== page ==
Home Depot copies most common household keys (Kwikset, Schlage, etc.), but not programmable chip car keys.
All is not lost! Car keys with a chip have to be programmed by a machine. The car dealers do it, and some locksmiths do as well. Some Sears stores have a key kiosk in their parking lots that do it while you wait.
When you go to a dealer, they usually refuse to guarantee any key they did not sell you (usually at full retail, plus the “programming fee”). While this is a necessary theft deterrent, it is wretchedly expensive. There are deals on craigslist and from locksmiths if you shop around – the savings can be significant, so it can be worthwhile!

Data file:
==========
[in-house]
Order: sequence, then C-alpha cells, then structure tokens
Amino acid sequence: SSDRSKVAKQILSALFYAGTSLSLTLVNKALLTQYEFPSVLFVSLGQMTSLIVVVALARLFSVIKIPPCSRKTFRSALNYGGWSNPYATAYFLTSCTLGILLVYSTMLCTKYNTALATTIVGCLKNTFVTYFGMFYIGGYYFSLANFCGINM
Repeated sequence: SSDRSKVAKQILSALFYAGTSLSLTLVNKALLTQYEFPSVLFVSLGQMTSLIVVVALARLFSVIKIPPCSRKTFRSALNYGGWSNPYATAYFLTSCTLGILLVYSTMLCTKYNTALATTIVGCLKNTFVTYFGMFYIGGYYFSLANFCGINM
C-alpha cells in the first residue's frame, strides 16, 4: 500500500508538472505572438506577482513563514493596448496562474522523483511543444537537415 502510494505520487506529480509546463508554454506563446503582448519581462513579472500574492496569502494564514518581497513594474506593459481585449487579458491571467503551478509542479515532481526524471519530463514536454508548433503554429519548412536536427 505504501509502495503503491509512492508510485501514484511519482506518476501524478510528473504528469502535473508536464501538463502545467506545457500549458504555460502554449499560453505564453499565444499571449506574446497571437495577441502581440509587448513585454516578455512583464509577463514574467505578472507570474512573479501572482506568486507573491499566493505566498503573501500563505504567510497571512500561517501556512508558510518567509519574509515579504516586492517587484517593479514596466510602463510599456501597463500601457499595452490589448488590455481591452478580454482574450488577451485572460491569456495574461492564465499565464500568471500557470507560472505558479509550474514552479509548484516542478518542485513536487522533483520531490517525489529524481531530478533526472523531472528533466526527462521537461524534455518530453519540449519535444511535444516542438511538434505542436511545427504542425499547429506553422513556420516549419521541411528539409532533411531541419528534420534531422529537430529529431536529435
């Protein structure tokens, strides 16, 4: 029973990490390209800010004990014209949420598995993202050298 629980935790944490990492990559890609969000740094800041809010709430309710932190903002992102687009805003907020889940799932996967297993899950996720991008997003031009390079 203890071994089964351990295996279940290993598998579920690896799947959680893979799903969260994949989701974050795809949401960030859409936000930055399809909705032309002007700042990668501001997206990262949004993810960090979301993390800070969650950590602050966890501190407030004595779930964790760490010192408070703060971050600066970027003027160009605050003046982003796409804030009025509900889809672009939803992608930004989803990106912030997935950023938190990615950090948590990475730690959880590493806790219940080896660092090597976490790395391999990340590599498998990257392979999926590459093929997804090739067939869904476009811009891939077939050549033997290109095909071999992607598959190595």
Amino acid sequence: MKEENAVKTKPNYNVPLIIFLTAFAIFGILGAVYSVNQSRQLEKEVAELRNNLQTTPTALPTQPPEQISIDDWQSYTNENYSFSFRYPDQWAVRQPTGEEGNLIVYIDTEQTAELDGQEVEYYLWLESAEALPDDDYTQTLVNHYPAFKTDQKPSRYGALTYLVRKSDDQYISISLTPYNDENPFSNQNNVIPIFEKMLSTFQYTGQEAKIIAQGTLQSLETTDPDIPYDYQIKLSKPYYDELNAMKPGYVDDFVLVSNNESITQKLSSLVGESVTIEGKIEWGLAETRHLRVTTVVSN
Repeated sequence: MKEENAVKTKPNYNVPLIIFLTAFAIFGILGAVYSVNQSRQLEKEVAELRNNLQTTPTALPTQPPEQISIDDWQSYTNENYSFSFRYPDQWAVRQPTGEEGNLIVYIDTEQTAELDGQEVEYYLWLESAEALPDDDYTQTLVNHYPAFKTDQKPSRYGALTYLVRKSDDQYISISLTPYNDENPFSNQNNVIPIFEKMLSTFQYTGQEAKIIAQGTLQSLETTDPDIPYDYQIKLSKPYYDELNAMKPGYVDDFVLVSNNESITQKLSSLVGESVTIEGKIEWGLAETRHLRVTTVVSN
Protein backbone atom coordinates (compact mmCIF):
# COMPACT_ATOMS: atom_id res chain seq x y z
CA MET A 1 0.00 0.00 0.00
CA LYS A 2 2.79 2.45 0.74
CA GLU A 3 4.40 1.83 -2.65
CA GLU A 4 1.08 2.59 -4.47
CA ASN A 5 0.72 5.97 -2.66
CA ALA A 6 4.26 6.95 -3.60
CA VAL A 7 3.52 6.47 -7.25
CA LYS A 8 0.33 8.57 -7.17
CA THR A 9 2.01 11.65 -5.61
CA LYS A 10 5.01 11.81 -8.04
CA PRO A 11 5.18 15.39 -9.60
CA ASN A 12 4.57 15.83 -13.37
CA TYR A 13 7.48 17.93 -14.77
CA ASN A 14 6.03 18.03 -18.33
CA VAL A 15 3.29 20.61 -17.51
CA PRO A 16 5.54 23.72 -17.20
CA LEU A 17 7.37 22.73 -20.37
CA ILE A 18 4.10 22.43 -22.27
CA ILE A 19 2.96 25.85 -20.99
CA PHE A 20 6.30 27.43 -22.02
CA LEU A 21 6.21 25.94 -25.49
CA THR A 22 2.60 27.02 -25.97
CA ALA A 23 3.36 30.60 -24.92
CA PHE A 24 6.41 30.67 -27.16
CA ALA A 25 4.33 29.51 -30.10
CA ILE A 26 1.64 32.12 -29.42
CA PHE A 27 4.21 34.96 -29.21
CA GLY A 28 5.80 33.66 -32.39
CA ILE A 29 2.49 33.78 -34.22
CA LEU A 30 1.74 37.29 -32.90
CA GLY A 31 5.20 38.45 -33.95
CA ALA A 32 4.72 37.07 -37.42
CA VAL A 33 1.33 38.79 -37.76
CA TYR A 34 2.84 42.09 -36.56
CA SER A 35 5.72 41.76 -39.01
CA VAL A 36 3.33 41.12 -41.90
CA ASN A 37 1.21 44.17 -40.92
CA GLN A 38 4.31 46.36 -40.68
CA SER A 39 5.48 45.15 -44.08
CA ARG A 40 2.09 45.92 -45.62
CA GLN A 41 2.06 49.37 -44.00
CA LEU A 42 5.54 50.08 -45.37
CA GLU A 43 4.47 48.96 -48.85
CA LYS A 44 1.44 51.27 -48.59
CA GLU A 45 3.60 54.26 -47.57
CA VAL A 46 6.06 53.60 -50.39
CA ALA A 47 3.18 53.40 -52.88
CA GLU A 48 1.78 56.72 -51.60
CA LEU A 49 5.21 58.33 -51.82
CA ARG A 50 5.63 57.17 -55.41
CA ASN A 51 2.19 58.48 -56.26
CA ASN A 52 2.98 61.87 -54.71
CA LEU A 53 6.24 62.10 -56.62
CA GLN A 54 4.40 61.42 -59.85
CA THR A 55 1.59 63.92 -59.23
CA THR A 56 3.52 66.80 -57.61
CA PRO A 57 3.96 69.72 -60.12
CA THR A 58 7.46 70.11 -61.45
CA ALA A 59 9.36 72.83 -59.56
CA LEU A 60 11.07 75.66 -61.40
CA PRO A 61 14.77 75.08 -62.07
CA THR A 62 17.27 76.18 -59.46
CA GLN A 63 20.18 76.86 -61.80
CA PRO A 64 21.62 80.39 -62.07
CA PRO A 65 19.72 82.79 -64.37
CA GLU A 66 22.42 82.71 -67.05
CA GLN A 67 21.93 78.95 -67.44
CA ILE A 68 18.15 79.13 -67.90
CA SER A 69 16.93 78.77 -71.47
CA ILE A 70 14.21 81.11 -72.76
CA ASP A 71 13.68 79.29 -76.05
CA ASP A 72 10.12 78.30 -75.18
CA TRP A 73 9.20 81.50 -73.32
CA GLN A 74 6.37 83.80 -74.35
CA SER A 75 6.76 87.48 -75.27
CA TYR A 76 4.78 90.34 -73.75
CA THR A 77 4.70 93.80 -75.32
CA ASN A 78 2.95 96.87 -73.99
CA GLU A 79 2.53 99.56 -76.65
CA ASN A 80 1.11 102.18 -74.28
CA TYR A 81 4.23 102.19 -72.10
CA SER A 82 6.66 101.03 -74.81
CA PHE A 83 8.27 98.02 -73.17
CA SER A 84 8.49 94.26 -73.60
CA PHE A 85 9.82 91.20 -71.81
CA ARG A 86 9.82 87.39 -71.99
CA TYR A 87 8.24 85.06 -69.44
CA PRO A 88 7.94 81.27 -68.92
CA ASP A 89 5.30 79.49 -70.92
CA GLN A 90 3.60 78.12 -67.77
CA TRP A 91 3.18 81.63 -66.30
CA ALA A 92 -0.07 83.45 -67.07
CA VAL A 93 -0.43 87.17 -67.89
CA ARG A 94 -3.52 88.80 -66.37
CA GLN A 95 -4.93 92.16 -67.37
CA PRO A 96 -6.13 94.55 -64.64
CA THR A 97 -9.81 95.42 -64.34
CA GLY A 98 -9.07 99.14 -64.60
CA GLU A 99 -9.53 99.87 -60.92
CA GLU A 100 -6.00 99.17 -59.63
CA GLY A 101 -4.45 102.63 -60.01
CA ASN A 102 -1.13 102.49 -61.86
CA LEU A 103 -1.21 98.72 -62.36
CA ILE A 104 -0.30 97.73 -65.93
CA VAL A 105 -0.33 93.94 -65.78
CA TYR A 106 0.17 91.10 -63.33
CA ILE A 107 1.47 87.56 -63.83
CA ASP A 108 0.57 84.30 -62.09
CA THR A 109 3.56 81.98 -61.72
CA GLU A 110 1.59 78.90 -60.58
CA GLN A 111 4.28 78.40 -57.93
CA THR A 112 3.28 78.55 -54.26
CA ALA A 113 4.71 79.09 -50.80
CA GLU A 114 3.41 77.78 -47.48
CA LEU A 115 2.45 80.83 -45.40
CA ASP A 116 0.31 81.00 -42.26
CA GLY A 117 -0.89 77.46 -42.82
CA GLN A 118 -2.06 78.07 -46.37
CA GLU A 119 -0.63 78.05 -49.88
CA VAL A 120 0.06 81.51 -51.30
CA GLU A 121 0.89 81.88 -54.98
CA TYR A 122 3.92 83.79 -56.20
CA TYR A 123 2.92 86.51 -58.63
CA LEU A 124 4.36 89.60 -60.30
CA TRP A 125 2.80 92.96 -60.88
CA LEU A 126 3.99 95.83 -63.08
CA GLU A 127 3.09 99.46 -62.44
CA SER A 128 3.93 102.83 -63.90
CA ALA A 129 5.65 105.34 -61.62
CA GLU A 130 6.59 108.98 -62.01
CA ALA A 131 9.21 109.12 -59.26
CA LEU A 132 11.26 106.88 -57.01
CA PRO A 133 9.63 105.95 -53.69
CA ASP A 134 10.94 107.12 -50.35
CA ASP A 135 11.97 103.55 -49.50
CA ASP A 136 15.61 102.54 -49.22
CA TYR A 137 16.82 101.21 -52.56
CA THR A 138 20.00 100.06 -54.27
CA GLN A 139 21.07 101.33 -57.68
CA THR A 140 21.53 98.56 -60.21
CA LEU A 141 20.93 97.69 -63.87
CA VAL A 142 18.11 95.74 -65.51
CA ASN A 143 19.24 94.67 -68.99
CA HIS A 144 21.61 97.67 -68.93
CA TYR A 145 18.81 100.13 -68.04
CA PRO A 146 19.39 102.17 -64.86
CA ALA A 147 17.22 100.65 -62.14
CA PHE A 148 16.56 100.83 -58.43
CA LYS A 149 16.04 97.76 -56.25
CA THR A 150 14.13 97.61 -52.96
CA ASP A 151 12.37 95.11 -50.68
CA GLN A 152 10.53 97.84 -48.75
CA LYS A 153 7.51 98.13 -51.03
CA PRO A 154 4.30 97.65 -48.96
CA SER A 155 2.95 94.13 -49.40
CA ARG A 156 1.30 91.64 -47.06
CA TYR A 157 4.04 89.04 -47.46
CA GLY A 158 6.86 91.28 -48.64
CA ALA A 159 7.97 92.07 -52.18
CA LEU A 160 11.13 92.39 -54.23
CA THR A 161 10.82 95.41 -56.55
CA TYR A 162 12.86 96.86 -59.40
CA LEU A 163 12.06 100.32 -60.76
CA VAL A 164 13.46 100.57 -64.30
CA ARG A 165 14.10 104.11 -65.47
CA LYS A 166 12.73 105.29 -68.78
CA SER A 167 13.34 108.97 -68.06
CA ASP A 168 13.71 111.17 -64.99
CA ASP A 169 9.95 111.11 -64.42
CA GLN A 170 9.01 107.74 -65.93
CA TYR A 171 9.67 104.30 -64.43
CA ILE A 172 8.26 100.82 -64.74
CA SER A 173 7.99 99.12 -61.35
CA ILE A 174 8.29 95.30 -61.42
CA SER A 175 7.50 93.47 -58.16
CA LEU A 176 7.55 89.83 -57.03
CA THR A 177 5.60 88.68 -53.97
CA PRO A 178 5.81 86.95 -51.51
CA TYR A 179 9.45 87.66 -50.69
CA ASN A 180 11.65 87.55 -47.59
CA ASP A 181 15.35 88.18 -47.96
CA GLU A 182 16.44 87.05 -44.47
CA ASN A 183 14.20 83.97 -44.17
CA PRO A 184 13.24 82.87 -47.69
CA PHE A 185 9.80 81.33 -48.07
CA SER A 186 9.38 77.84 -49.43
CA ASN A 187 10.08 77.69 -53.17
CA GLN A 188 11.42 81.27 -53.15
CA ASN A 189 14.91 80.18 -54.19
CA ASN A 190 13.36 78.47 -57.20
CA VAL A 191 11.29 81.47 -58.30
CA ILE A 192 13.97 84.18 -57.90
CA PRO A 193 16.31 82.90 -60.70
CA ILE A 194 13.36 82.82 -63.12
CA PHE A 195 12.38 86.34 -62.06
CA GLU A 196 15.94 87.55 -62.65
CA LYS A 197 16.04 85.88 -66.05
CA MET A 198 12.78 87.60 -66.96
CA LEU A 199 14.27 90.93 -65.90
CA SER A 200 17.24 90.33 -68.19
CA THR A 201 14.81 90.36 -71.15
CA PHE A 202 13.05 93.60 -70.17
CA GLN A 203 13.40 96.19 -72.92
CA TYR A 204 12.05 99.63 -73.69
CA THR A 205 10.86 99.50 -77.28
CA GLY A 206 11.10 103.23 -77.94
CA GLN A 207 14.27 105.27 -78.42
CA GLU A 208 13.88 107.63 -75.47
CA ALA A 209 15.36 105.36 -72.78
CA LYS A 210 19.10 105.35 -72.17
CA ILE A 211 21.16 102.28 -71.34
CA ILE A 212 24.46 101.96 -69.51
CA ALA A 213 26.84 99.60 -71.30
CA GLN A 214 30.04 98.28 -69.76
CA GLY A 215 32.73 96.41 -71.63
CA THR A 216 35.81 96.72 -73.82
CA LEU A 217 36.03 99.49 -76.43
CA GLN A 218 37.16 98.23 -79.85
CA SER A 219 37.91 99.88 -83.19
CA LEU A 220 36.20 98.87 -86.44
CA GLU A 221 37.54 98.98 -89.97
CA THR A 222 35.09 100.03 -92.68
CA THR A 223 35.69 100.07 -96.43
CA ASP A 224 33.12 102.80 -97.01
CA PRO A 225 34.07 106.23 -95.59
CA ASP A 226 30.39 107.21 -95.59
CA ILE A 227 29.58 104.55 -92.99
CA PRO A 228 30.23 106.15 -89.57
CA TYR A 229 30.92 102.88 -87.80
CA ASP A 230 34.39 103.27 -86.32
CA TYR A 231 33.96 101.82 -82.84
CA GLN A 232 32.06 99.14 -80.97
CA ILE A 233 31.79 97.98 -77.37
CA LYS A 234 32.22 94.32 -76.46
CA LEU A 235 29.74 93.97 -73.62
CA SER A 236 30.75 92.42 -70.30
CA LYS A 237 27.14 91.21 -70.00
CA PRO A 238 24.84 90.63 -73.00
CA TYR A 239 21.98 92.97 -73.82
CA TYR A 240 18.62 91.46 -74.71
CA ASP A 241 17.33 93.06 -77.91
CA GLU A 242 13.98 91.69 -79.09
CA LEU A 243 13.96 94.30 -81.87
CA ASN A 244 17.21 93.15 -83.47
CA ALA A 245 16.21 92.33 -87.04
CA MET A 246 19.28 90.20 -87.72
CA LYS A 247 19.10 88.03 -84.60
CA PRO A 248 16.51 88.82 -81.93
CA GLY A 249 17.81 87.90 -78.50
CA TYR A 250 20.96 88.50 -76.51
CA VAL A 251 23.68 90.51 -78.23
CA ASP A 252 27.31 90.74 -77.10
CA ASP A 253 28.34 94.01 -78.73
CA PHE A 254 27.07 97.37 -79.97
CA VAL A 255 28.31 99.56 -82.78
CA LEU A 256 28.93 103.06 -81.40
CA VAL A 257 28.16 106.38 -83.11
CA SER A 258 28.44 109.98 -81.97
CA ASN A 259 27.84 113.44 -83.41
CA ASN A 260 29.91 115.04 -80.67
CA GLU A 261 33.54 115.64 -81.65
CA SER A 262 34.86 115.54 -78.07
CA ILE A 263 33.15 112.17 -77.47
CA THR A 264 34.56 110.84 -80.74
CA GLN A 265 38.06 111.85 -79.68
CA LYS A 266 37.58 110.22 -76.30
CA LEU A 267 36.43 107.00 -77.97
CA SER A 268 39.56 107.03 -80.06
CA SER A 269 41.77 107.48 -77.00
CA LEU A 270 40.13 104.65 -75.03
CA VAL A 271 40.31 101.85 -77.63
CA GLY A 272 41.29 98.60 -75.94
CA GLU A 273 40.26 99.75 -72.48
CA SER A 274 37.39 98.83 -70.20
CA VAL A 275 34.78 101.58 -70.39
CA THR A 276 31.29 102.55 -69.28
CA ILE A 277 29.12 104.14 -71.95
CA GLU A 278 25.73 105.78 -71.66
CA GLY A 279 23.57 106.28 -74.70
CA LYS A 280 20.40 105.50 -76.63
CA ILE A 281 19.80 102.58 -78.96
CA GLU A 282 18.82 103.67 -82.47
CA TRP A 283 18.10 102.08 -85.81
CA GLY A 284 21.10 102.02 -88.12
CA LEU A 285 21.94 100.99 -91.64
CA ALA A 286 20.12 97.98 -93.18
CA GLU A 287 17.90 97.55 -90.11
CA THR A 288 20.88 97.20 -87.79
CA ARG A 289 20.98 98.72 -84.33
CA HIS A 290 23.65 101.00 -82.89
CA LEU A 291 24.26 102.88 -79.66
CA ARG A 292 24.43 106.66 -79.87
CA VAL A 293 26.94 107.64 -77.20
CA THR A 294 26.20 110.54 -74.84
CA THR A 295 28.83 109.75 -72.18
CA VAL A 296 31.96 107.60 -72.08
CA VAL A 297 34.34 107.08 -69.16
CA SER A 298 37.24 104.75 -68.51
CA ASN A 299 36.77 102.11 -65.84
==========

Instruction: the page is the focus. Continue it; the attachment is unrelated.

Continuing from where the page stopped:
You can buy the blank, unprogrammed keys on Ebay or Amazon. Make sure you get the right one for your make and model of car. Also check your keychain remote, if it is worn or has issues, you can replace and reprogram it at the same time. (personal note; mine had the ink worn off the buttons, and the case was worn – so I got a new fob, and moved the battery and circuit board from the old one into the new one. no reprogramming, and it works like new)!
If you want to reprogram the key yourself:
The programming tool may cost as much as programming the key at the dealer; if this is the case – and you have a few cars in the family fleet – It may pay to get the tool and keep it around. You will have to learn how it works, and successfully program the key, but the savings on the second key (and every one after that) will make up the cost in a short order.
Most cars today come with two keys and a valet key. The Valet key does not open the trunk or the glove box, to keep items safe when you have your car parked by an attendant. If you have only one key, keep this article handy!
Thank you for reading!